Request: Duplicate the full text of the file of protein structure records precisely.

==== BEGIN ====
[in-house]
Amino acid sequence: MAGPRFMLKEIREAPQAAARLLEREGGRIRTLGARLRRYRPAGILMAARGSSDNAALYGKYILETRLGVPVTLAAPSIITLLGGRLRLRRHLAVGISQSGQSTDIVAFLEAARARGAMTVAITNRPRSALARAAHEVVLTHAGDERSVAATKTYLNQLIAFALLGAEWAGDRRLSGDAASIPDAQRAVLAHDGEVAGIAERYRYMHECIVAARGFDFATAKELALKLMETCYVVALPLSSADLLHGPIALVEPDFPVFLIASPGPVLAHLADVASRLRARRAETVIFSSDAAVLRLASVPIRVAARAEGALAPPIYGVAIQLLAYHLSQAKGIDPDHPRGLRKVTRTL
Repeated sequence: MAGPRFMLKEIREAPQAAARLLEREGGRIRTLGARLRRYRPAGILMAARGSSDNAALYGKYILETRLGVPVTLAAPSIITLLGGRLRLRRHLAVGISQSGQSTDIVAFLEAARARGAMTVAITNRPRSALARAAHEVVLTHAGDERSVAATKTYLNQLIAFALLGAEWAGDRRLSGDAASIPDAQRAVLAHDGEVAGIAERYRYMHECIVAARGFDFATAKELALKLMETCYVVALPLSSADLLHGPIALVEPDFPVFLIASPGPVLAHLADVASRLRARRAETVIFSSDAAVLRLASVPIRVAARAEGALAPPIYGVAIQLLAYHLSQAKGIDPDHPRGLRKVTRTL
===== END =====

[in-house]
Amino acid sequence: MAGPRFMLKEIREAPQAAARLLEREGGRIRTLGARLRRYRPAGILMAARGSSDNAALYGKYILETRLGVPVTLAAPSIITLLGGRLRLRRHLAVGISQSGQSTDIVAFLEAARARGAMTVAITNRPRSALARAAHEVVLTHAGDERSVAATKTYLNQLIAFALLGAEWAGDRRLSGDAASIPDAQRAVLAHDGEVAGIAERYRYMHECIVAARGFDFATAKELALKLMETCYVVALPLSSADLLHGPIALVEPDFPVFLIASPGPVLAHLADVASRLRARRAETVIFSSDAAVLRLASVPIRVAARAEGALAPPIYGVAIQLLAYHLSQAKGIDPDHPRGLRKVTRTL
Repeated sequence: MAGPRFMLKEIREAPQAAARLLEREGGRIRTLGARLRRYRPAGILMAARGSSDNAALYGKYILETRLGVPVTLAAPSIITLLGGRLRLRRHLAVGISQSGQSTDIVAFLEAARARGAMTVAITNRPRSALARAAHEVVLTHAGDERSVAATKTYLNQLIAFALLGAEWAGDRRLSGDAASIPDAQRAVLAHDGEVAGIAERYRYMHECIVAARGFDFATAKELALKLMETCYVVALPLSSADLLHGPIALVEPDFPVFLIASPGPVLAHLADVASRLRARRAETVIFSSDAAVLRLASVPIRVAARAEGALAPPIYGVAIQLLAYHLSQAKGIDPDHPRGLRKVTRTL